2. Tom Breihan made a good point in his Stereogum review of “My Sweet Lord” of how weird George Harrison’s fame was up to this point. He was one of the most famous musicians in the world in the most famous band in the world and yet he was overshadowed by the two guys he’d been together with since they were teenagers. He also made a good point of how radical Harrison’s approach was to releasing a song stating that all religions are the same. Imagine any other third band member like John Paul Jones, Lance Bass, or Michelle Williams making that kind of artistic statement. The Beatles breakup arguably benefited Harrison more than the other members at least early on considering he had been coming into his own as a songwriter and now had the freedom that he didn’t have being in the Beatles to release his own songs. That alongside the Concert for Bangladesh in 1971 helped to raise Harrison’s profile. Even though Lennon and McCartney would have their big solo hits (On the Hot 100, Lennon had two #1s and McCartney had nine #1s), they didn’t have much else to prove creatively and even though Ringo would have two American #1s it’s not like many people cared about him as a serious artist. I agree about “My Sweet Lord.” I appreciate the sentiment but the song drags on more than it needs too. And it’s also very repetitive and simplistic without much of a structure. It’s just Harrison wanting to meet God and that’s it. Though the Phil Spector production is nice so I’ll give it that.

    Here’s the most recent use of “My Sweet Lord” in 2017’s Guardians of the Galaxy Vol. 2

    • I might argue that even Ringo was the ‘3rd’ member of The Beatles, given his more extrovert persona and the fact that he’d been allowed to sing on a couple of hits… Harrison was naturally very shy too, while the others don’t seem to have been. Certainly not Lennon, anyway… So yes, this huge worldwide smash certainly was a sort of validation of Harrison’s talents. Can’t believe McCartney has has nine US #1s! Off the top of my head I think he’s only on 4 in the UK.

      • You make a good point about Ringo considering he’s had that goofy personality that people like about him though like Harrison wasn’t as attention-grabbing as Lennon and McCartney were. McCartney’s always been more pop and about what will sell so it’s no surprise that he had the most solo #1s of all the Beatles. Most of them came from Wings: My Love, Band on the Run, Listen to What The Man Said, Silly Love Songs (Billboard’s #1 single for 1976), With A Little Luck, and Coming Up (Live from Glasgow). The other three were solo collaboration efforts like Uncle Albert/Admiral Halsey with Linda, Ebony and Ivory with Stevie Wonder, and Say Say Say with Michael Jackson. Even though Lennon was seen as the cool-kid favorite among the music press and was constantly in the public eye, Lennon wasn’t making many hits outside of Imagine and Instant Karma peaking in the Top 10 and even Lennon himself thought he wouldn’t get an American #1. It would take Elton John to get him to #1 with 1974’s Whatever Gets You Thru The Night.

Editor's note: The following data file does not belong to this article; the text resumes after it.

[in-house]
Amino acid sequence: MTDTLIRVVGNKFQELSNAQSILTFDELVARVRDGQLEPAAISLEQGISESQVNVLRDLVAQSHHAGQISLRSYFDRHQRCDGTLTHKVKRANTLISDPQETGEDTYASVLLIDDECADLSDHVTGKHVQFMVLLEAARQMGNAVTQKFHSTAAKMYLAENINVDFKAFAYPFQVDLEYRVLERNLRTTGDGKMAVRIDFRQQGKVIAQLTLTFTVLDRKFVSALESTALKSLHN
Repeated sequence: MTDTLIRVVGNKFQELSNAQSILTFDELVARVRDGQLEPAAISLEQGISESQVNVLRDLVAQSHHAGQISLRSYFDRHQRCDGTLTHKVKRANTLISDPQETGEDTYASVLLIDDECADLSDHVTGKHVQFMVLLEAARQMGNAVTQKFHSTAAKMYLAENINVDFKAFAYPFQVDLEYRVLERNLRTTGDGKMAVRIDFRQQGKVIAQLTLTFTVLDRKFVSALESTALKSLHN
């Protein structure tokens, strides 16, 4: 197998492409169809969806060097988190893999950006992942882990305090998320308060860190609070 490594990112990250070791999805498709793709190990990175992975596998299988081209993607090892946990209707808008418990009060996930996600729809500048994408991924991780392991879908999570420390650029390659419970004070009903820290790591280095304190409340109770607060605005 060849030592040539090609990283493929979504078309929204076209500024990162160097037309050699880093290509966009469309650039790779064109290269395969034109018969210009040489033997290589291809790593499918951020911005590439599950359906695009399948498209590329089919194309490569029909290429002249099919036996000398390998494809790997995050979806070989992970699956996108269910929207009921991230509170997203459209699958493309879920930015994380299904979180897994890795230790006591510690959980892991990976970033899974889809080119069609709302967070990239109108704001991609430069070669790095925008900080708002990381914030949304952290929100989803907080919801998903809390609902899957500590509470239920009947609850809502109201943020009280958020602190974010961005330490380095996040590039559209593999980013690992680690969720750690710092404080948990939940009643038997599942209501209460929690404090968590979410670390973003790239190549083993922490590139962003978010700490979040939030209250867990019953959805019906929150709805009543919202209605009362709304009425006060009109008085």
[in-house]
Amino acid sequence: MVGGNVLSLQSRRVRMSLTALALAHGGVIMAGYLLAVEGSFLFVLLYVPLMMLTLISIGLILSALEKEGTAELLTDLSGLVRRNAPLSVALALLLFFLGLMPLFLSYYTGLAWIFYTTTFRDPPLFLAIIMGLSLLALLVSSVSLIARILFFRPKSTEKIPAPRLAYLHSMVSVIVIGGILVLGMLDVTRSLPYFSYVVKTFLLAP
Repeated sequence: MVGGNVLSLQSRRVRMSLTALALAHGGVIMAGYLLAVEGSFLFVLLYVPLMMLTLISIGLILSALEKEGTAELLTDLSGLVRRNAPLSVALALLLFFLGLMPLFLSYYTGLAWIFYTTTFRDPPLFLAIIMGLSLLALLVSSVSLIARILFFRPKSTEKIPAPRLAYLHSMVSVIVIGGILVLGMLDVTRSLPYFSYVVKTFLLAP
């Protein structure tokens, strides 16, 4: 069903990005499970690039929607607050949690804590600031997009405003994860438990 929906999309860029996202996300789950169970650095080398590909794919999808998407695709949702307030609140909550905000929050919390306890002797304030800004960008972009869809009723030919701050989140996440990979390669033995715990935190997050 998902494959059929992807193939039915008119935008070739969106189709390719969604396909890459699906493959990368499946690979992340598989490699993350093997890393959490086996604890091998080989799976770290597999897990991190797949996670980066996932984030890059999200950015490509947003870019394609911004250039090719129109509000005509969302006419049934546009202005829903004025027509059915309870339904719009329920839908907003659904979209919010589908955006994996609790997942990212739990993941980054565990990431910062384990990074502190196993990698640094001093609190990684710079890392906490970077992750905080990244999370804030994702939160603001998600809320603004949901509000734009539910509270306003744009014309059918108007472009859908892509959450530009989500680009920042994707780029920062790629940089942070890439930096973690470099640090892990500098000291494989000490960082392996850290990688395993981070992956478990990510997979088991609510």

3. “It’s altogether fitting and proper” that Harrison got a #1 before the others. There was a lot of ego (laughing at the video clip above) in that band, much like the Eagles…two “stars” and everyone else is just “backup.” *eyes rolling*

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  5. Adored this then, adore it now, it’s a “good to be alive” vibe and positive message, in a melancholic fashion. I miss George. Not just for his music, and sense of fun (see The Rutles), but he financed Life Of Brian. He also gave Ringo his greatest moment on the brilliant Photograph, one of the best post-Beatles solo hits.

    • Has there been a rock star with less of an ego? I mean, you’re a member of the greatest, most successful, most respected band ever and yet come across as a regular decent guy. In my mind I compare him to Brian Jones – as the sensitive, creative one sandwiched between two giants – though clearly George came out of the experience much better…

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    • Interesting… I didn’t realise Billy Preston had released a version just beforehand. And as for ‘Oh Happy Day’, that would have been out of copyright, I’m guessing (which probably made it an appealing argument in court…)